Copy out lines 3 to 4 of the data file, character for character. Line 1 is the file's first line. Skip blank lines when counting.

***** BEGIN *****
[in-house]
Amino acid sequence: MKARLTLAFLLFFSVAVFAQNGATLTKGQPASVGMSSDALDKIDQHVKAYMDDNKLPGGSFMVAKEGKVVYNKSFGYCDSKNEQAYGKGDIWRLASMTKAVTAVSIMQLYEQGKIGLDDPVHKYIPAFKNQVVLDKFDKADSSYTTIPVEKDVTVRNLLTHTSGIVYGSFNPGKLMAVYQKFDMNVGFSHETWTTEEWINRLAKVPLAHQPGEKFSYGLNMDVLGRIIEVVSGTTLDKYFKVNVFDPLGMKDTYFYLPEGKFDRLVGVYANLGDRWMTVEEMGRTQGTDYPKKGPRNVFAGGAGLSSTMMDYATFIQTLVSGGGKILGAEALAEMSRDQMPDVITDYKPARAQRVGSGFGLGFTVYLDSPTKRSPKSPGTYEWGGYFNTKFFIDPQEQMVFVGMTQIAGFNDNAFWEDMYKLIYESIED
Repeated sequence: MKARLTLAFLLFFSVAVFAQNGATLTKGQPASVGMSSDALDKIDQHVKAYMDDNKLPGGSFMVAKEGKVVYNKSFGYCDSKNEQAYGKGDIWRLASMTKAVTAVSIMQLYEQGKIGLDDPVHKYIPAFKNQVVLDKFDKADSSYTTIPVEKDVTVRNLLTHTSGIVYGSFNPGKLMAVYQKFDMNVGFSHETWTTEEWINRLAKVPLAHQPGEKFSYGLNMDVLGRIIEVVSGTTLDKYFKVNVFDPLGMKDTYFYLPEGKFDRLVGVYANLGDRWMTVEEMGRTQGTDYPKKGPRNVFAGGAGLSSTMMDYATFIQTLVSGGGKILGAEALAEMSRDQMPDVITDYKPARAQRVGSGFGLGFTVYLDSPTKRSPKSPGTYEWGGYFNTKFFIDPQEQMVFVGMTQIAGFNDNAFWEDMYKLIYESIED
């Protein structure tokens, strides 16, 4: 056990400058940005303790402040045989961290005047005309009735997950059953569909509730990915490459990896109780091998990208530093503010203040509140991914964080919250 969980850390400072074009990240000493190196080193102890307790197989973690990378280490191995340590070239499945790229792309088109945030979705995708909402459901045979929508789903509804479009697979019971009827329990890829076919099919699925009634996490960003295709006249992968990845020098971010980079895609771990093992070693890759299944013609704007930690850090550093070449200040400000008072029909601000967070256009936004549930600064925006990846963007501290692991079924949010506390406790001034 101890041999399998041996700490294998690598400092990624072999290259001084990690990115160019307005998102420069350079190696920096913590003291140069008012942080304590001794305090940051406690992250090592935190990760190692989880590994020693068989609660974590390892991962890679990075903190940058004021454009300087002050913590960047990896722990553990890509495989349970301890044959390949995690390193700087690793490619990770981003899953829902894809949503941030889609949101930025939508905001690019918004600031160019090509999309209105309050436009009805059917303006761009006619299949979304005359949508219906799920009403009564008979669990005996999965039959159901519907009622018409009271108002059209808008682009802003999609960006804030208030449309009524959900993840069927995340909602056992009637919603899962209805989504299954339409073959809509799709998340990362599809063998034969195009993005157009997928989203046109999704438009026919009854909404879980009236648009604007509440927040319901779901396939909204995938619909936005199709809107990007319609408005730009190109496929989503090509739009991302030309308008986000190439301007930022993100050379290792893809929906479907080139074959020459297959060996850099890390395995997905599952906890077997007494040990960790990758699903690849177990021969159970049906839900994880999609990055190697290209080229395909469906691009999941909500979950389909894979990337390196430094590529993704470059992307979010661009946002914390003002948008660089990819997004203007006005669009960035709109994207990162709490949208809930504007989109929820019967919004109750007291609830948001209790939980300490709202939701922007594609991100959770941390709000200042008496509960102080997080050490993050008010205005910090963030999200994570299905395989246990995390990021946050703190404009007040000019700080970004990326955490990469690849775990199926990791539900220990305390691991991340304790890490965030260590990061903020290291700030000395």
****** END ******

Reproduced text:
Repeated sequence: MKARLTLAFLLFFSVAVFAQNGATLTKGQPASVGMSSDALDKIDQHVKAYMDDNKLPGGSFMVAKEGKVVYNKSFGYCDSKNEQAYGKGDIWRLASMTKAVTAVSIMQLYEQGKIGLDDPVHKYIPAFKNQVVLDKFDKADSSYTTIPVEKDVTVRNLLTHTSGIVYGSFNPGKLMAVYQKFDMNVGFSHETWTTEEWINRLAKVPLAHQPGEKFSYGLNMDVLGRIIEVVSGTTLDKYFKVNVFDPLGMKDTYFYLPEGKFDRLVGVYANLGDRWMTVEEMGRTQGTDYPKKGPRNVFAGGAGLSSTMMDYATFIQTLVSGGGKILGAEALAEMSRDQMPDVITDYKPARAQRVGSGFGLGFTVYLDSPTKRSPKSPGTYEWGGYFNTKFFIDPQEQMVFVGMTQIAGFNDNAFWEDMYKLIYESIED
């Protein structure tokens, strides 16, 4: 056990400058940005303790402040045989961290005047005309009735997950059953569909509730990915490459990896109780091998990208530093503010203040509140991914964080919250 969980850390400072074009990240000493190196080193102890307790197989973690990378280490191995340590070239499945790229792309088109945030979705995708909402459901045979929508789903509804479009697979019971009827329990890829076919099919699925009634996490960003295709006249992968990845020098971010980079895609771990093992070693890759299944013609704007930690850090550093070449200040400000008072029909601000967070256009936004549930600064925006990846963007501290692991079924949010506390406790001034 101890041999399998041996700490294998690598400092990624072999290259001084990690990115160019307005998102420069350079190696920096913590003291140069008012942080304590001794305090940051406690992250090592935190990760190692989880590994020693068989609660974590390892991962890679990075903190940058004021454009300087002050913590960047990896722990553990890509495989349970301890044959390949995690390193700087690793490619990770981003899953829902894809949503941030889609949101930025939508905001690019918004600031160019090509999309209105309050436009009805059917303006761009006619299949979304005359949508219906799920009403009564008979669990005996999965039959159901519907009622018409009271108002059209808008682009802003999609960006804030208030449309009524959900993840069927995340909602056992009637919603899962209805989504299954339409073959809509799709998340990362599809063998034969195009993005157009997928989203046109999704438009026919009854909404879980009236648009604007509440927040319901779901396939909204995938619909936005199709809107990007319609408005730009190109496929989503090509739009991302030309308008986000190439301007930022993100050379290792893809929906479907080139074959020459297959060996850099890390395995997905599952906890077997007494040990960790990758699903690849177990021969159970049906839900994880999609990055190697290209080229395909469906691009999941909500979950389909894979990337390196430094590529993704470059992307979010661009946002914390003002948008660089990819997004203007006005669009960035709109994207990162709490949208809930504007989109929820019967919004109750007291609830948001209790939980300490709202939701922007594609991100959770941390709000200042008496509960102080997080050490993050008010205005910090963030999200994570299905395989246990995390990021946050703190404009007040000019700080970004990326955490990469690849775990199926990791539900220990305390691991991340304790890490965030260590990061903020290291700030000395």